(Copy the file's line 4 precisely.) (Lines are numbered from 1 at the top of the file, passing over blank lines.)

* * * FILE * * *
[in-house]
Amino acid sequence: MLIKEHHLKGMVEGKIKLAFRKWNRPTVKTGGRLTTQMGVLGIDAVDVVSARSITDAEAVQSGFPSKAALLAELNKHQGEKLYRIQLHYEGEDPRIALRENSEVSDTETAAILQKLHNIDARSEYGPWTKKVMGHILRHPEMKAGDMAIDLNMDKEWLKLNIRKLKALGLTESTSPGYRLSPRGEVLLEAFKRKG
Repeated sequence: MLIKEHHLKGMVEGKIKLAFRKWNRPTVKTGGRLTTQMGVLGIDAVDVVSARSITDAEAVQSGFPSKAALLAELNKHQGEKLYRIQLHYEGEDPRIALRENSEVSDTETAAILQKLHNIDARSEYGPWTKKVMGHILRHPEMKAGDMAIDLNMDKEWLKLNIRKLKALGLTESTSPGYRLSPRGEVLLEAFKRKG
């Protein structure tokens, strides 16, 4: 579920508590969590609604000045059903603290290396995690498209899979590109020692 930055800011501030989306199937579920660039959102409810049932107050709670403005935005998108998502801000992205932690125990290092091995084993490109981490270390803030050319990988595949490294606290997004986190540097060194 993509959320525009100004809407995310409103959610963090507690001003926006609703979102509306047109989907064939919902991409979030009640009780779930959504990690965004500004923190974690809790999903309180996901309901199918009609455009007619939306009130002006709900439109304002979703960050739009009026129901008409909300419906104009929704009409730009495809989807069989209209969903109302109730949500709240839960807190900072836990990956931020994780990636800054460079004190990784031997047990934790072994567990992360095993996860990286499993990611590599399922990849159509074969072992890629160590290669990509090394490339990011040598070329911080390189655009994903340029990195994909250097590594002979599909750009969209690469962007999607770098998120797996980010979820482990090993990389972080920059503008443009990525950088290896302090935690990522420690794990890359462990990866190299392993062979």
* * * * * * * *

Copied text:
């Protein structure tokens, strides 16, 4: 579920508590969590609604000045059903603290290396995690498209899979590109020692 930055800011501030989306199937579920660039959102409810049932107050709670403005935005998108998502801000992205932690125990290092091995084993490109981490270390803030050319990988595949490294606290997004986190540097060194 993509959320525009100004809407995310409103959610963090507690001003926006609703979102509306047109989907064939919902991409979030009640009780779930959504990690965004500004923190974690809790999903309180996901309901199918009609455009007619939306009130002006709900439109304002979703960050739009009026129901008409909300419906104009929704009409730009495809989807069989209209969903109302109730949500709240839960807190900072836990990956931020994780990636800054460079004190990784031997047990934790072994567990992360095993996860990286499993990611590599399922990849159509074969072992890629160590290669990509090394490339990011040598070329911080390189655009994903340029990195994909250097590594002979599909750009969209690469962007999607770098998120797996980010979820482990090993990389972080920059503008443009990525950088290896302090935690990522420690794990890359462990990866190299392993062979």